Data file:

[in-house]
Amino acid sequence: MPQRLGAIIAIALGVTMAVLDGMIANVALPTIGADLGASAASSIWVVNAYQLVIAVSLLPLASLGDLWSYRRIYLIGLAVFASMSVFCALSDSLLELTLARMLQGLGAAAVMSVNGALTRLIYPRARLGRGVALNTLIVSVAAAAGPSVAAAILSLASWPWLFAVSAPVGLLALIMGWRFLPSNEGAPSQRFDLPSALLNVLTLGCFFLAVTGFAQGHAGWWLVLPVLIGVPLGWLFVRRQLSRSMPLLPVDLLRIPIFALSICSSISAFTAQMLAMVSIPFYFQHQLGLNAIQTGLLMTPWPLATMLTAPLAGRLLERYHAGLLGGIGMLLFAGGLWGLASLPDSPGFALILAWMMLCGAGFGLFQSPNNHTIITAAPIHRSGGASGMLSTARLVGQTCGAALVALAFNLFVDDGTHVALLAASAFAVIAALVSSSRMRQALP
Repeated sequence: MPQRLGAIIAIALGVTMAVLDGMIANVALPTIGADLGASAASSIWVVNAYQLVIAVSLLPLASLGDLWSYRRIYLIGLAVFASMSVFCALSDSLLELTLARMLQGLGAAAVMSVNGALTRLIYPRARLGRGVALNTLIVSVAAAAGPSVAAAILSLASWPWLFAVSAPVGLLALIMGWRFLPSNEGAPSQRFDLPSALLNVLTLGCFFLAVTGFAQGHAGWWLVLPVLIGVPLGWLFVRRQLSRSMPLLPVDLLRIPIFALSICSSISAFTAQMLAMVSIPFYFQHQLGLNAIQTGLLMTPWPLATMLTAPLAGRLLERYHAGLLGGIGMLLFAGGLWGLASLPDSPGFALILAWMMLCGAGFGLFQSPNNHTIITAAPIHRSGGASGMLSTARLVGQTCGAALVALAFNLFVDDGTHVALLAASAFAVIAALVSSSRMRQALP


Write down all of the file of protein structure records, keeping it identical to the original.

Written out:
[in-house]
Amino acid sequence: MPQRLGAIIAIALGVTMAVLDGMIANVALPTIGADLGASAASSIWVVNAYQLVIAVSLLPLASLGDLWSYRRIYLIGLAVFASMSVFCALSDSLLELTLARMLQGLGAAAVMSVNGALTRLIYPRARLGRGVALNTLIVSVAAAAGPSVAAAILSLASWPWLFAVSAPVGLLALIMGWRFLPSNEGAPSQRFDLPSALLNVLTLGCFFLAVTGFAQGHAGWWLVLPVLIGVPLGWLFVRRQLSRSMPLLPVDLLRIPIFALSICSSISAFTAQMLAMVSIPFYFQHQLGLNAIQTGLLMTPWPLATMLTAPLAGRLLERYHAGLLGGIGMLLFAGGLWGLASLPDSPGFALILAWMMLCGAGFGLFQSPNNHTIITAAPIHRSGGASGMLSTARLVGQTCGAALVALAFNLFVDDGTHVALLAASAFAVIAALVSSSRMRQALP
Repeated sequence: MPQRLGAIIAIALGVTMAVLDGMIANVALPTIGADLGASAASSIWVVNAYQLVIAVSLLPLASLGDLWSYRRIYLIGLAVFASMSVFCALSDSLLELTLARMLQGLGAAAVMSVNGALTRLIYPRARLGRGVALNTLIVSVAAAAGPSVAAAILSLASWPWLFAVSAPVGLLALIMGWRFLPSNEGAPSQRFDLPSALLNVLTLGCFFLAVTGFAQGHAGWWLVLPVLIGVPLGWLFVRRQLSRSMPLLPVDLLRIPIFALSICSSISAFTAQMLAMVSIPFYFQHQLGLNAIQTGLLMTPWPLATMLTAPLAGRLLERYHAGLLGGIGMLLFAGGLWGLASLPDSPGFALILAWMMLCGAGFGLFQSPNNHTIITAAPIHRSGGASGMLSTARLVGQTCGAALVALAFNLFVDDGTHVALLAASAFAVIAALVSSSRMRQALP